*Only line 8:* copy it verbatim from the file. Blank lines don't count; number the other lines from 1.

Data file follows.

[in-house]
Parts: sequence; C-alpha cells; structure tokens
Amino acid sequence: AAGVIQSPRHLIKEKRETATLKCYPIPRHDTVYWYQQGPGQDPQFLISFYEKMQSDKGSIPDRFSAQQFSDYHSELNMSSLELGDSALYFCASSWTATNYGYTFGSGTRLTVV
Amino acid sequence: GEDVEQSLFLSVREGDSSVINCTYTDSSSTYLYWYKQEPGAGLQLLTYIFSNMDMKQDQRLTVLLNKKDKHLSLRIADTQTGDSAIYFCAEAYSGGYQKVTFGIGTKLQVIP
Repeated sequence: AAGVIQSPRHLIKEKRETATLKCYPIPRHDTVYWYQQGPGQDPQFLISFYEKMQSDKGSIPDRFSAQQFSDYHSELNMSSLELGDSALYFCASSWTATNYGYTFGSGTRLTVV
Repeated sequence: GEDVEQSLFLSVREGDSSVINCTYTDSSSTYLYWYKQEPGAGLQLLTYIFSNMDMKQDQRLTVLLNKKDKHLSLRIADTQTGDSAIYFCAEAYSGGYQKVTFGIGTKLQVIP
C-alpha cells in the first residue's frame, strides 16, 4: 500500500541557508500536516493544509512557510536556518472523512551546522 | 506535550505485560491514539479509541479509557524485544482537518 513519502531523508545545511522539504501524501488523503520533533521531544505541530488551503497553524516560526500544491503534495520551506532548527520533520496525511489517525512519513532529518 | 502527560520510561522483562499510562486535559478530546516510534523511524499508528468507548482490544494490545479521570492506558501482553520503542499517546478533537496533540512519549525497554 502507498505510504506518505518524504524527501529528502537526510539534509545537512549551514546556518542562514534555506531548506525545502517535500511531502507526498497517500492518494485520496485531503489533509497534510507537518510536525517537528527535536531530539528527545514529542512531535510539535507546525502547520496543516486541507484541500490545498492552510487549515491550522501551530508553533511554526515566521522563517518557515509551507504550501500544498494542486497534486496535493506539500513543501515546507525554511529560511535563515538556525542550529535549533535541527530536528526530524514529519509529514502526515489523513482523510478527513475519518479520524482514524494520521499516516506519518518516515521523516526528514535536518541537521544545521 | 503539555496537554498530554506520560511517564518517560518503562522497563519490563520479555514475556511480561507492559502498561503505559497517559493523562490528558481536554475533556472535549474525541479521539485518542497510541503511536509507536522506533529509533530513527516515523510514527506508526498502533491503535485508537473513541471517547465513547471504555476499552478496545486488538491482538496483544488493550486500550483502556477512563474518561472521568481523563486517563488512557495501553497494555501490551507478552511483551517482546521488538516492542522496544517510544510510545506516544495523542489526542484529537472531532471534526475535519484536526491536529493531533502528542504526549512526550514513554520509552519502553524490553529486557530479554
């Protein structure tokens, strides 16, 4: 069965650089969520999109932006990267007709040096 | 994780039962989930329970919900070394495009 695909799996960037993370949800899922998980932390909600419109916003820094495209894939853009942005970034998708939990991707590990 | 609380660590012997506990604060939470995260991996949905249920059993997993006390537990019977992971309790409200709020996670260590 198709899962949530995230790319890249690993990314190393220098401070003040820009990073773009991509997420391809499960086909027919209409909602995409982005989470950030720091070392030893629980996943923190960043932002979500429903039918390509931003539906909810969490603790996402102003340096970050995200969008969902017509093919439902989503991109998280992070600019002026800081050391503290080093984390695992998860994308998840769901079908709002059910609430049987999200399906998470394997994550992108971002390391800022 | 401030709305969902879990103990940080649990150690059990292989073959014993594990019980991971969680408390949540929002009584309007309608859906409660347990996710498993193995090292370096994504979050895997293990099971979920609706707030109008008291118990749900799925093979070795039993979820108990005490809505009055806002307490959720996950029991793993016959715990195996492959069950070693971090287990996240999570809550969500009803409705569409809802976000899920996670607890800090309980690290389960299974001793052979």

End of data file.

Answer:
């Protein structure tokens, strides 16, 4: 069965650089969520999109932006990267007709040096 | 994780039962989930329970919900070394495009 695909799996960037993370949800899922998980932390909600419109916003820094495209894939853009942005970034998708939990991707590990 | 609380660590012997506990604060939470995260991996949905249920059993997993006390537990019977992971309790409200709020996670260590 198709899962949530995230790319890249690993990314190393220098401070003040820009990073773009991509997420391809499960086909027919209409909602995409982005989470950030720091070392030893629980996943923190960043932002979500429903039918390509931003539906909810969490603790996402102003340096970050995200969008969902017509093919439902989503991109998280992070600019002026800081050391503290080093984390695992998860994308998840769901079908709002059910609430049987999200399906998470394997994550992108971002390391800022 | 401030709305969902879990103990940080649990150690059990292989073959014993594990019980991971969680408390949540929002009584309007309608859906409660347990996710498993193995090292370096994504979050895997293990099971979920609706707030109008008291118990749900799925093979070795039993979820108990005490809505009055806002307490959720996950029991793993016959715990195996492959069950070693971090287990996240999570809550969500009803409705569409809802976000899920996670607890800090309980690290389960299974001793052979």